Skip to main content
You have permission to edit this article.
Pritzker nixes fall youth sports, urges COVID-19 sacrifice

Pritzker nixes fall youth sports, urges COVID-19 sacrifice

  • Updated
  • 0
Pritzker nixes fall youth sports, urges COVID-19 sacrifice

FILE - In this April 23, 2020, file photo, Gov. J.B. Pritzker speaks at the Thompson Center in Chicago. Pritzker said Wednesday, Sept. 16, the focus during the coronavirus pandemic should be on protecting communities and not whether families should decide if sons and daughters strap on football helmets or start spiking volleyballs. His comments came day after refusing to retract an earlier prohibition on those and other fall sports despite growing protests around the state.

SPRINGFIELD, Ill. (AP) — Gov. J.B. Pritzker said Wednesday the focus during the coronavirus pandemic should be on protecting communities and not whether families make decisions about sons and daughters strapping on football helmets or spiking volleyballs.

A day after refusing to retract an earlier prohibition on fall sports despite protests around the state, the Democrat said at a Chicago news conference that the decision must consider more than the athletes, coaches and staff.

“This deadly virus should remind us that there are some individual choices that have enormous life-changing impacts on others,” Pritzker said. “While parents might choose to send their children out onto the playing field, I can tell you that someone else becomes ill because of that decision wouldn't call that ‘your personal choice.’”

Pritzker's Illinois Department of Public Health demanded an adjusted high school sports schedule for this school year, and the IHSA responded in late July with a plan that included shutting down the traditional prep gridiron schedule until spring.

But anxious football fans revolted. IHSA Executive Director asked in a letter to Pritzker last week to let the governing body resume control of its sports schedule.

Public health officials said Wednesday that there were 35 more deaths related to COVID-19 among 1,941 additional infections. There have now been 8,367 deaths in Illinois related to the disease that results from the coronavirus. Overall, there have been 266,151 confirmed cases.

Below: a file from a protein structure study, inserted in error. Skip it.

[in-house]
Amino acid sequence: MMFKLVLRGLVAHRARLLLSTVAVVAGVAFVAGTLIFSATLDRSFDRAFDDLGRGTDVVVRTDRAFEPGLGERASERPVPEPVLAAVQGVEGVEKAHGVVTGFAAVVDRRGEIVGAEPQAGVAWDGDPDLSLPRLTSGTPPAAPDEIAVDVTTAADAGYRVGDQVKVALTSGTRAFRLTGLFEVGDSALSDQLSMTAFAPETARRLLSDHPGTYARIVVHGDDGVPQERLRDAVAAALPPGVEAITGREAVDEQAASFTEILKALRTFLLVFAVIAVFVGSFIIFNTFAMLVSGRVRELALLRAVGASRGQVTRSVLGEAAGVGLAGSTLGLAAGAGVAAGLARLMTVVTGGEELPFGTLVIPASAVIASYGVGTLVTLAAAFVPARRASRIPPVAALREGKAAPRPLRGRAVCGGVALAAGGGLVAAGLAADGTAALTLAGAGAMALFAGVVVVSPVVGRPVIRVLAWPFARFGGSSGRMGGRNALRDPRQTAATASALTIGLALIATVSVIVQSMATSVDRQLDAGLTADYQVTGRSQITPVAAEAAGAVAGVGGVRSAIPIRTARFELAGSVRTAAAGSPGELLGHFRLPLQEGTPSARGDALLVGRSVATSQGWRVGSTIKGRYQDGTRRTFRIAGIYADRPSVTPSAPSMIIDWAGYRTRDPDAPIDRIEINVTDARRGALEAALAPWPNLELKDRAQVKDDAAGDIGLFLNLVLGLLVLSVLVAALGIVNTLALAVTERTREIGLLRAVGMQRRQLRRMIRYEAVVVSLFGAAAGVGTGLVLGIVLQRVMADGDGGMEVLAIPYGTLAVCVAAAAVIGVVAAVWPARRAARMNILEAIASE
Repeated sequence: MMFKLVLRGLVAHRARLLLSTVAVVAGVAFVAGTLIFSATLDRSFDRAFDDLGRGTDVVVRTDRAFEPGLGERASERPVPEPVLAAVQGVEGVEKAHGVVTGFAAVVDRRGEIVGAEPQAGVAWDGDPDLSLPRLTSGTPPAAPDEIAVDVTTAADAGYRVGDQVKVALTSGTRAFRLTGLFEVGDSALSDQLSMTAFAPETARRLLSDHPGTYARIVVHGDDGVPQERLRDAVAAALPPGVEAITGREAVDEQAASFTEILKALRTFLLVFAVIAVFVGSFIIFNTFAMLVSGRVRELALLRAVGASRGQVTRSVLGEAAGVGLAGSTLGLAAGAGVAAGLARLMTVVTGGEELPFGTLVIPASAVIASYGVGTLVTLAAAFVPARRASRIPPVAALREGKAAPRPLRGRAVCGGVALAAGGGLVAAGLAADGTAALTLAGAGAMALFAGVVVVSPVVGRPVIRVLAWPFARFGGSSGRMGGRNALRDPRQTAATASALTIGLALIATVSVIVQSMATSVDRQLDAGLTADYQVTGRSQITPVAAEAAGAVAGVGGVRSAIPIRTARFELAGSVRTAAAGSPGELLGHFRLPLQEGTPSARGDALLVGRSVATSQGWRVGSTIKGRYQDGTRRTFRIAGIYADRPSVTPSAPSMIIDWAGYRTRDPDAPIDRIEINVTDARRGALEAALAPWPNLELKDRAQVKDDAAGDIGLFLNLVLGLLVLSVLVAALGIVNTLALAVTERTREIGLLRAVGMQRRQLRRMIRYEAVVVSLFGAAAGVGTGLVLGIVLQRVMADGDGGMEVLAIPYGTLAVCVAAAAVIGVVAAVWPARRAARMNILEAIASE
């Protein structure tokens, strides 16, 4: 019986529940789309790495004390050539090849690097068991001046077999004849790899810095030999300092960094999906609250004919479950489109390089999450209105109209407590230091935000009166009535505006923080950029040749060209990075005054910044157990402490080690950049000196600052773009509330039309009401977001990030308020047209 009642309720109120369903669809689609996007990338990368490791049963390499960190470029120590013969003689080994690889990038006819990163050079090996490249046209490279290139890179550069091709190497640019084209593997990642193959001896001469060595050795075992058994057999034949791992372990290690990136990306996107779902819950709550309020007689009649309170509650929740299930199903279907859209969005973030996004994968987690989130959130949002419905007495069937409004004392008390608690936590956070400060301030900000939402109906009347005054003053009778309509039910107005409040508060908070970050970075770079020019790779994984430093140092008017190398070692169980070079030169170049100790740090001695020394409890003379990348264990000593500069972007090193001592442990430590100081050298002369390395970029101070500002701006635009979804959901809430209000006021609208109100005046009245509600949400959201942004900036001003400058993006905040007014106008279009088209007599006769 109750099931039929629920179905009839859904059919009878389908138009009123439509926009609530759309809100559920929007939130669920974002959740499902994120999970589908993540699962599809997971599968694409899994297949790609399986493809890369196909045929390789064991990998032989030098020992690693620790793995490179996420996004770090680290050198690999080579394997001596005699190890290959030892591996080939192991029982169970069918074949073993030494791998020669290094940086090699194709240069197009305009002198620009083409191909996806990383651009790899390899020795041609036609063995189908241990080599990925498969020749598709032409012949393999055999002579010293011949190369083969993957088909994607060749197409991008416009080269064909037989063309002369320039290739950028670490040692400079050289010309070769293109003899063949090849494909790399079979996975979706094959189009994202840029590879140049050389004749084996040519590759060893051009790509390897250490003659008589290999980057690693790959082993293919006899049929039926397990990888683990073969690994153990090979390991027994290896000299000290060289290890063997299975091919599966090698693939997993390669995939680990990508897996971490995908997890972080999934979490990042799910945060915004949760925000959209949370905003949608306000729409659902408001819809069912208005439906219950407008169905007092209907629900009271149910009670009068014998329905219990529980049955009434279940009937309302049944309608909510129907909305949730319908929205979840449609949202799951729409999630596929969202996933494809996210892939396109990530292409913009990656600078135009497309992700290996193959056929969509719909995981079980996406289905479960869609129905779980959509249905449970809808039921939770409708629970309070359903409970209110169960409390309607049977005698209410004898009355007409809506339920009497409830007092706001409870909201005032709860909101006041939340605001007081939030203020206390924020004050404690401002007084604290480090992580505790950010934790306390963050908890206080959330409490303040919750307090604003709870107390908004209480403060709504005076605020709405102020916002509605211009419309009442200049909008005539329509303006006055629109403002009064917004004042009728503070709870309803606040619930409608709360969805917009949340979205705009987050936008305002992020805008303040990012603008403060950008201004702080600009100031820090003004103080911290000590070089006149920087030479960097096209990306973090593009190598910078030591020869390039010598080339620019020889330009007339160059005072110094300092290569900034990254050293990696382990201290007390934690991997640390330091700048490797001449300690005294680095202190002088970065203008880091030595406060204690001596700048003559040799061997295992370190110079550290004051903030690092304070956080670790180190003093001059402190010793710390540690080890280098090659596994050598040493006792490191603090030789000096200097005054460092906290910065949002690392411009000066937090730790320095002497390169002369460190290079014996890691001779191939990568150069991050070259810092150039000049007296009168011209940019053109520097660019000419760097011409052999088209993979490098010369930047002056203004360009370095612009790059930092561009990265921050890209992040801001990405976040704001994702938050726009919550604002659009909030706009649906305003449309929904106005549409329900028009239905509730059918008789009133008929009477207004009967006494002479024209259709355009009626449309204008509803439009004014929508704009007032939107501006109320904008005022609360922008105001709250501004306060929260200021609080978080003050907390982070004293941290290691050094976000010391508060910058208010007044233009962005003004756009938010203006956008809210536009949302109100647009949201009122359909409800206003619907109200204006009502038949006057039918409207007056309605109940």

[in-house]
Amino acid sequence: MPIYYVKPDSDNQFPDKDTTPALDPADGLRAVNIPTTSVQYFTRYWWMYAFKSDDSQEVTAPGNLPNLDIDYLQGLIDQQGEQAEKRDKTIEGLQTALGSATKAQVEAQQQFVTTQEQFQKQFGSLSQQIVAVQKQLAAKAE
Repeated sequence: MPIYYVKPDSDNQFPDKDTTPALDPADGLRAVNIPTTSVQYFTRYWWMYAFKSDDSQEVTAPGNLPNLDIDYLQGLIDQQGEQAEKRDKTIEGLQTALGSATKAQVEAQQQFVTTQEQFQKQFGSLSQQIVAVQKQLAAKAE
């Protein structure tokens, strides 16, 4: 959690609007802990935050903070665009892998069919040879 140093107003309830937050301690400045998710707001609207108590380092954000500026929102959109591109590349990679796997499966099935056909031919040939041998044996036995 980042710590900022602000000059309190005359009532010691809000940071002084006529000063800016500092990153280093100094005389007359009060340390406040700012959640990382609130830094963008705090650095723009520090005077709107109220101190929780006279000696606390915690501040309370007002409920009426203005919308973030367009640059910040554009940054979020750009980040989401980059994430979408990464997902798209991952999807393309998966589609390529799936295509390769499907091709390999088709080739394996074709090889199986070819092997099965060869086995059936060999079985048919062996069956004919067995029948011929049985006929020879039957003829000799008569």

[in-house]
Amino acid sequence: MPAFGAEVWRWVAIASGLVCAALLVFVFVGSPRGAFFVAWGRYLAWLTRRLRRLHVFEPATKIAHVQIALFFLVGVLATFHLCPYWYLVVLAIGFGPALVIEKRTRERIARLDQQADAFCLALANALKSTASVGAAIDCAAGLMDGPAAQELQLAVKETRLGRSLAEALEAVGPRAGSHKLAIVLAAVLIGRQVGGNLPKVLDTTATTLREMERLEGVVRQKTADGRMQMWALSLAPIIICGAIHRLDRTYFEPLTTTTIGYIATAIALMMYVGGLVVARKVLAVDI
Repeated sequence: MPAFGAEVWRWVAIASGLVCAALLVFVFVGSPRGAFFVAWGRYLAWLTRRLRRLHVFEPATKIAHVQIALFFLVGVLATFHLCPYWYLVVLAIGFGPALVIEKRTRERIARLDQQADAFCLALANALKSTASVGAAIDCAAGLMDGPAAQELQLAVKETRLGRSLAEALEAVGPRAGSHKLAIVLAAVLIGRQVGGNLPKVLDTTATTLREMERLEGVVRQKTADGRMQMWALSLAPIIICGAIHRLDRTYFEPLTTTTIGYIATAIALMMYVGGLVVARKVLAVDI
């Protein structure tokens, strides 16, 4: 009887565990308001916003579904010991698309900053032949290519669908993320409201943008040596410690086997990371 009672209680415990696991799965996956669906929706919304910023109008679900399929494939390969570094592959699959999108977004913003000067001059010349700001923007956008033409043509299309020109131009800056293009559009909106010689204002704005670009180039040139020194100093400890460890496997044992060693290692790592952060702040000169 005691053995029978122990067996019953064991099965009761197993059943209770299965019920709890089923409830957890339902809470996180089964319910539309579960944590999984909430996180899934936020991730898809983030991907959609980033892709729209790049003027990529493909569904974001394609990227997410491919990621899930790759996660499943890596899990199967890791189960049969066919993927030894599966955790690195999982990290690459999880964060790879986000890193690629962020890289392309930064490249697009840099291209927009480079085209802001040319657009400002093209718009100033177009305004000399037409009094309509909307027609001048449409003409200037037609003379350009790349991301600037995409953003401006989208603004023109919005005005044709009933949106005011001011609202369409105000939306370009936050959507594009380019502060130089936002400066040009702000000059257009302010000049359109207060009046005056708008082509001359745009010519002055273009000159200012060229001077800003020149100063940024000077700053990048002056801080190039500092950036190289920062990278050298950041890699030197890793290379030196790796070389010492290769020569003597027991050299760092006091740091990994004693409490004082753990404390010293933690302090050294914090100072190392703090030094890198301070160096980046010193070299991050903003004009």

Pritzker said he sent a letter Wednesday to the state's congressional delegation urging approval of a hoped-for economic relief package from Washington meant to help state bank accounts devastated by the pandemic. The General Assembly adopted a budget last spring that included an expected $5 billion contribution in federal money. Absent that, Pritzker has told his agency chiefs to identify 5% spending cuts in the current budget.

Additionally, Pritzker said the state is waiting for about $1 billion it's still expecting to pay bills in the fiscal year that ended June 30.

He also contacted the Illinois State Board of Elections to urge using money in the budget to recruit election judges, who oversee the polls on Election Day in November. Historically, judges have overwhelmingly been seniors. Their participation might be down because older people face greater health threats from contracting COVID-19. The budget includes $4 million to establish drop boxes for voters who chose not to vote in person. Pritzker suggested using some of that money in the election-judge effort.

Copyright 2020 The Associated Press. All rights reserved. This material may not be published, broadcast, rewritten or redistributed without permission.

Concerned about COVID-19?

* I understand and agree that registration on or use of this site constitutes agreement to its user agreement and privacy policy.

Related to this story

Most Popular

  • Updated

WASHINGTON (AP) — The bombshell revelations that President Donald Trump paid just $750 in federal income taxes the year he ran for office and paid no income taxes at all in many others threaten to undercut a pillar of his appeal among blue-collar voters and provide a new opening for his Democratic rival, Joe Biden, on the eve of the first presidential debate.

  • Updated

WASHINGTON (AP) — President Donald Trump's refusal to commit to a peaceful transfer of power if he loses drew swift blowback Thursday from both parties in Congress, and lawmakers turned to unprecedented steps to ensure he can't ignore the vote of the people. Amid the uproar, Trump said anew he's not sure the election will be “honest."

  • Updated

Some notable quotes from Supreme Court nominee Amy Coney Barrett, a former Notre Dame law professor and current judge on the Chicago-based 7th U.S. Circuit Court of Appeals. President Donald Trump on Saturday announced he was nominating Barrett to fill the seat vacated by the death of Justice Ruth Bader Ginsburg.

  • Updated

WASHINGTON (AP) — Two Republican-led Senate committees issued a politically charged report Wednesday alleging that the work Joe Biden’s son did in Ukraine constituted a conflict of interest for the Obama administration at a time when Biden was engaged in Ukraine policy as vice president. But the report also offered no support for President Donald Trump's claim that the Democratic presidential nominee had improperly pressed for the firing of the country's top prosecutor to protect his son.

Get up-to-the-minute news sent straight to your device.


News Alerts

Breaking News